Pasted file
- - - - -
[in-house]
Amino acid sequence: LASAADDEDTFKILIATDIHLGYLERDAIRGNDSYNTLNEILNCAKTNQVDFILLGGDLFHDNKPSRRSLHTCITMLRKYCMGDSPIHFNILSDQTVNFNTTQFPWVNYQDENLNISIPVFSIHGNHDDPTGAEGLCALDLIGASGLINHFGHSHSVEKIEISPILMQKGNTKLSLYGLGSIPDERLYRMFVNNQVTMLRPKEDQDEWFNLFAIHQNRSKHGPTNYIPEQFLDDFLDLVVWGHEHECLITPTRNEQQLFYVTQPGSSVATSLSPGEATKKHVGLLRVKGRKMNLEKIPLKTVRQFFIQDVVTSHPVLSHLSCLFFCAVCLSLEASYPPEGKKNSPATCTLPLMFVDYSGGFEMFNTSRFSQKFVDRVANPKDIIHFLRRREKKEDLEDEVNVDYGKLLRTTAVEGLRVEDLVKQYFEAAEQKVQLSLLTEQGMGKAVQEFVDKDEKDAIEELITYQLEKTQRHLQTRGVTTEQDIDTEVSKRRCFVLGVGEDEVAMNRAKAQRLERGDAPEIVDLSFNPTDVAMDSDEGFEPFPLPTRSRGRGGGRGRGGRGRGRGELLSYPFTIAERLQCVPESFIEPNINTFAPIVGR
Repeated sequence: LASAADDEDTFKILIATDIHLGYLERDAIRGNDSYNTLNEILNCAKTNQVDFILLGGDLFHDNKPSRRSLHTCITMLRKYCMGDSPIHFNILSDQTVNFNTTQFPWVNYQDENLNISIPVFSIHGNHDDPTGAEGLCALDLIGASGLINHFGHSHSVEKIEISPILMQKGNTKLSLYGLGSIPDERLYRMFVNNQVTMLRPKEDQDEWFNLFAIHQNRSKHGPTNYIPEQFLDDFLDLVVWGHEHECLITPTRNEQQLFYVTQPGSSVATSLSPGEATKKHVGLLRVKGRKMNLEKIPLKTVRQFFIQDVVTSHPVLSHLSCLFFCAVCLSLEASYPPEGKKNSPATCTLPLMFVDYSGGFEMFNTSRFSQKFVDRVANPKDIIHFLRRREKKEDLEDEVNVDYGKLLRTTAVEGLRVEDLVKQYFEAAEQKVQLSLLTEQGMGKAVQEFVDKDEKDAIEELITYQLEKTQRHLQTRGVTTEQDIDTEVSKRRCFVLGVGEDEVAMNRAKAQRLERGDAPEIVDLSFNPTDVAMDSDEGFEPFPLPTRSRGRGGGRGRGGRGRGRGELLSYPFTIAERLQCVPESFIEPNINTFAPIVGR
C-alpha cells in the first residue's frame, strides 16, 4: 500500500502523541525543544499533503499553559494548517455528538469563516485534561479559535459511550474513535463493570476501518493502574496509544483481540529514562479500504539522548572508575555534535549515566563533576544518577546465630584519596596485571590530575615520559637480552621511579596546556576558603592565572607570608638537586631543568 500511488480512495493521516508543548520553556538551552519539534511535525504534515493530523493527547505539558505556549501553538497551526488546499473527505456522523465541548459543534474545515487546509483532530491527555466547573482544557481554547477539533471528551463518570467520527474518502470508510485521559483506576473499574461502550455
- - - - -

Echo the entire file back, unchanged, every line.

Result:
[in-house]
Amino acid sequence: LASAADDEDTFKILIATDIHLGYLERDAIRGNDSYNTLNEILNCAKTNQVDFILLGGDLFHDNKPSRRSLHTCITMLRKYCMGDSPIHFNILSDQTVNFNTTQFPWVNYQDENLNISIPVFSIHGNHDDPTGAEGLCALDLIGASGLINHFGHSHSVEKIEISPILMQKGNTKLSLYGLGSIPDERLYRMFVNNQVTMLRPKEDQDEWFNLFAIHQNRSKHGPTNYIPEQFLDDFLDLVVWGHEHECLITPTRNEQQLFYVTQPGSSVATSLSPGEATKKHVGLLRVKGRKMNLEKIPLKTVRQFFIQDVVTSHPVLSHLSCLFFCAVCLSLEASYPPEGKKNSPATCTLPLMFVDYSGGFEMFNTSRFSQKFVDRVANPKDIIHFLRRREKKEDLEDEVNVDYGKLLRTTAVEGLRVEDLVKQYFEAAEQKVQLSLLTEQGMGKAVQEFVDKDEKDAIEELITYQLEKTQRHLQTRGVTTEQDIDTEVSKRRCFVLGVGEDEVAMNRAKAQRLERGDAPEIVDLSFNPTDVAMDSDEGFEPFPLPTRSRGRGGGRGRGGRGRGRGELLSYPFTIAERLQCVPESFIEPNINTFAPIVGR
Repeated sequence: LASAADDEDTFKILIATDIHLGYLERDAIRGNDSYNTLNEILNCAKTNQVDFILLGGDLFHDNKPSRRSLHTCITMLRKYCMGDSPIHFNILSDQTVNFNTTQFPWVNYQDENLNISIPVFSIHGNHDDPTGAEGLCALDLIGASGLINHFGHSHSVEKIEISPILMQKGNTKLSLYGLGSIPDERLYRMFVNNQVTMLRPKEDQDEWFNLFAIHQNRSKHGPTNYIPEQFLDDFLDLVVWGHEHECLITPTRNEQQLFYVTQPGSSVATSLSPGEATKKHVGLLRVKGRKMNLEKIPLKTVRQFFIQDVVTSHPVLSHLSCLFFCAVCLSLEASYPPEGKKNSPATCTLPLMFVDYSGGFEMFNTSRFSQKFVDRVANPKDIIHFLRRREKKEDLEDEVNVDYGKLLRTTAVEGLRVEDLVKQYFEAAEQKVQLSLLTEQGMGKAVQEFVDKDEKDAIEELITYQLEKTQRHLQTRGVTTEQDIDTEVSKRRCFVLGVGEDEVAMNRAKAQRLERGDAPEIVDLSFNPTDVAMDSDEGFEPFPLPTRSRGRGGGRGRGGRGRGRGELLSYPFTIAERLQCVPESFIEPNINTFAPIVGR
C-alpha cells in the first residue's frame, strides 16, 4: 500500500502523541525543544499533503499553559494548517455528538469563516485534561479559535459511550474513535463493570476501518493502574496509544483481540529514562479500504539522548572508575555534535549515566563533576544518577546465630584519596596485571590530575615520559637480552621511579596546556576558603592565572607570608638537586631543568 500511488480512495493521516508543548520553556538551552519539534511535525504534515493530523493527547505539558505556549501553538497551526488546499473527505456522523465541548459543534474545515487546509483532530491527555466547573482544557481554547477539533471528551463518570467520527474518502470508510485521559483506576473499574461502550455